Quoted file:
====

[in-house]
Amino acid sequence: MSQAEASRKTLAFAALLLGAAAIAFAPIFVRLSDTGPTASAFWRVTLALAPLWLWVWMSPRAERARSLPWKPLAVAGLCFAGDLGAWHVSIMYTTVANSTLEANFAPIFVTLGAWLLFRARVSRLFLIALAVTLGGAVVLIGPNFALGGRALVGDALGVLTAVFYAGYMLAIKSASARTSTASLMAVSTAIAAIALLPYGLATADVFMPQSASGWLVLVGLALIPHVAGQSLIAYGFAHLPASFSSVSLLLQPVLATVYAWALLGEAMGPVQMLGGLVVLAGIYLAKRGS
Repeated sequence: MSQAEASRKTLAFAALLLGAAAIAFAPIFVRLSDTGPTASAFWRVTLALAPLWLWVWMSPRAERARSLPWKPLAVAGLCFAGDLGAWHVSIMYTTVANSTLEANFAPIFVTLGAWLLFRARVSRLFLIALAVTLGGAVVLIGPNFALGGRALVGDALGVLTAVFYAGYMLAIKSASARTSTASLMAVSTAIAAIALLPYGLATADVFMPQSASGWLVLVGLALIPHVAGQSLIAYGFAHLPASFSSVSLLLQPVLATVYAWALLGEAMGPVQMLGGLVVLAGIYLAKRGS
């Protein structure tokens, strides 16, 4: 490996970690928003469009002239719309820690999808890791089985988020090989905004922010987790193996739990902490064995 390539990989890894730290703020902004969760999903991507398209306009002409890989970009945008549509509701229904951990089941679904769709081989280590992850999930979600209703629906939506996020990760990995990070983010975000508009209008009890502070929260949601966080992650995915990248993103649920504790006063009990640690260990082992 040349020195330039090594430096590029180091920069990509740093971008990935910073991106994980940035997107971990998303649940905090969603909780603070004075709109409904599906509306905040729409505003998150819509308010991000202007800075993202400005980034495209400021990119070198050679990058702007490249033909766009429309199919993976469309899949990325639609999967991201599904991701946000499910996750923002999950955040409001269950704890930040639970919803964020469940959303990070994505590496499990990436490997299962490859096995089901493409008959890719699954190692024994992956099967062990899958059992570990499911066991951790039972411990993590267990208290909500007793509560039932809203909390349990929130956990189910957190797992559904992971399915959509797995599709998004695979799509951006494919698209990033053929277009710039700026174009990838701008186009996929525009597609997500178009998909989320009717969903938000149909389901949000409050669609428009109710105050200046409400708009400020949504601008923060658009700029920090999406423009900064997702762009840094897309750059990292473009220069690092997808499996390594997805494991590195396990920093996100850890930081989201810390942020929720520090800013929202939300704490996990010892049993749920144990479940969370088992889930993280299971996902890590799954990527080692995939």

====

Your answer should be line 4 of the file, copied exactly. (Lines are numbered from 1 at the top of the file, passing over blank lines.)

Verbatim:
């Protein structure tokens, strides 16, 4: 490996970690928003469009002239719309820690999808890791089985988020090989905004922010987790193996739990902490064995 390539990989890894730290703020902004969760999903991507398209306009002409890989970009945008549509509701229904951990089941679904769709081989280590992850999930979600209703629906939506996020990760990995990070983010975000508009209008009890502070929260949601966080992650995915990248993103649920504790006063009990640690260990082992 040349020195330039090594430096590029180091920069990509740093971008990935910073991106994980940035997107971990998303649940905090969603909780603070004075709109409904599906509306905040729409505003998150819509308010991000202007800075993202400005980034495209400021990119070198050679990058702007490249033909766009429309199919993976469309899949990325639609999967991201599904991701946000499910996750923002999950955040409001269950704890930040639970919803964020469940959303990070994505590496499990990436490997299962490859096995089901493409008959890719699954190692024994992956099967062990899958059992570990499911066991951790039972411990993590267990208290909500007793509560039932809203909390349990929130956990189910957190797992559904992971399915959509797995599709998004695979799509951006494919698209990033053929277009710039700026174009990838701008186009996929525009597609997500178009998909989320009717969903938000149909389901949000409050669609428009109710105050200046409400708009400020949504601008923060658009700029920090999406423009900064997702762009840094897309750059990292473009220069690092997808499996390594997805494991590195396990920093996100850890930081989201810390942020929720520090800013929202939300704490996990010892049993749920144990479940969370088992889930993280299971996902890590799954990527080692995939």